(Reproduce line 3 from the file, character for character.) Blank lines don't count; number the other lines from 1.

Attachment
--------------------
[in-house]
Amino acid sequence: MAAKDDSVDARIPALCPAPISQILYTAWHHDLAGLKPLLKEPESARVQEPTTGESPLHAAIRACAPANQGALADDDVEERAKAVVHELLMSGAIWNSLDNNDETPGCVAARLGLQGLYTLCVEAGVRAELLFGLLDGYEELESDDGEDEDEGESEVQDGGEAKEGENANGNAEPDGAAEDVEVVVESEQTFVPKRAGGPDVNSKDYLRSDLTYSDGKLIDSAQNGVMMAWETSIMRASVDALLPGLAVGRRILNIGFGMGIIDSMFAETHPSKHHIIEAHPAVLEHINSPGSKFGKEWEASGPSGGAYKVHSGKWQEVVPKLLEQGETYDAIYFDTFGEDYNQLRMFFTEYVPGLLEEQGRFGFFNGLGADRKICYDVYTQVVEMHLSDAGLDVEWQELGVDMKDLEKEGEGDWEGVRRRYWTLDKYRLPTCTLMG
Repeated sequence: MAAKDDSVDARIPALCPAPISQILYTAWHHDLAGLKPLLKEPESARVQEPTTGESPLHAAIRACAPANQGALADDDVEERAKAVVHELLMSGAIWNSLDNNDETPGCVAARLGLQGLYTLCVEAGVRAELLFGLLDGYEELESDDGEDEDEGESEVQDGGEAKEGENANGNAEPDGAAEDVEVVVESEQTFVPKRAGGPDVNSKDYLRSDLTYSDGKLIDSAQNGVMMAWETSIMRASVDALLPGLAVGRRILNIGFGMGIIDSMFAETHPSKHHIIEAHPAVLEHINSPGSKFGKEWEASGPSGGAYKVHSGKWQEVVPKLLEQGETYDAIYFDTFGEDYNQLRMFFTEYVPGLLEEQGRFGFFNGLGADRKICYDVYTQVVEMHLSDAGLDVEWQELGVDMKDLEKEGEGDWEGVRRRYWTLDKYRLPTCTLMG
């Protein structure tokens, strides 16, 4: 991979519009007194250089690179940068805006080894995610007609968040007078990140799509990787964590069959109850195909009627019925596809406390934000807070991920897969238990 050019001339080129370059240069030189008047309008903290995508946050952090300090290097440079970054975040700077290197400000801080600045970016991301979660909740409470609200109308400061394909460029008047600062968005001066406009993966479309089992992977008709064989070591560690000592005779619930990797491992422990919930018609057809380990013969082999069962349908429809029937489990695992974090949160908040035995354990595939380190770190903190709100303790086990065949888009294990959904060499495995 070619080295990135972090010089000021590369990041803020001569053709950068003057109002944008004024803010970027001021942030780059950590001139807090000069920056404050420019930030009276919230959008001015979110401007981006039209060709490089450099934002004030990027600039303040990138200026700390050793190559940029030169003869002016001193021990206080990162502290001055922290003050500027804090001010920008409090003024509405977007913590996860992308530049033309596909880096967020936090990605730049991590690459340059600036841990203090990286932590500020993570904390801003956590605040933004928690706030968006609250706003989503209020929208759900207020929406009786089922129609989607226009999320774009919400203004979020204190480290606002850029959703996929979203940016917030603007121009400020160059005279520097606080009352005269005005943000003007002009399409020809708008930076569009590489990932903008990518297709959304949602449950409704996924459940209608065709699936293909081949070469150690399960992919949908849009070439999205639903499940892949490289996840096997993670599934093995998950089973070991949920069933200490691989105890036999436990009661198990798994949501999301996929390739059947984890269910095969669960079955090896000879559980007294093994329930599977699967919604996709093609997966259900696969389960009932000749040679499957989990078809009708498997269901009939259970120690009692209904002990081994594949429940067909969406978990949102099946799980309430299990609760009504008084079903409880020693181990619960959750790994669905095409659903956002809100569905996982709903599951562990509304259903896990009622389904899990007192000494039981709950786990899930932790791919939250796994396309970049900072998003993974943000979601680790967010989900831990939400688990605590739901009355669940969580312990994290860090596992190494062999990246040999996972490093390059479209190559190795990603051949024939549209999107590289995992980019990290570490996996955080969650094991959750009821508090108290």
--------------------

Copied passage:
Repeated sequence: MAAKDDSVDARIPALCPAPISQILYTAWHHDLAGLKPLLKEPESARVQEPTTGESPLHAAIRACAPANQGALADDDVEERAKAVVHELLMSGAIWNSLDNNDETPGCVAARLGLQGLYTLCVEAGVRAELLFGLLDGYEELESDDGEDEDEGESEVQDGGEAKEGENANGNAEPDGAAEDVEVVVESEQTFVPKRAGGPDVNSKDYLRSDLTYSDGKLIDSAQNGVMMAWETSIMRASVDALLPGLAVGRRILNIGFGMGIIDSMFAETHPSKHHIIEAHPAVLEHINSPGSKFGKEWEASGPSGGAYKVHSGKWQEVVPKLLEQGETYDAIYFDTFGEDYNQLRMFFTEYVPGLLEEQGRFGFFNGLGADRKICYDVYTQVVEMHLSDAGLDVEWQELGVDMKDLEKEGEGDWEGVRRRYWTLDKYRLPTCTLMG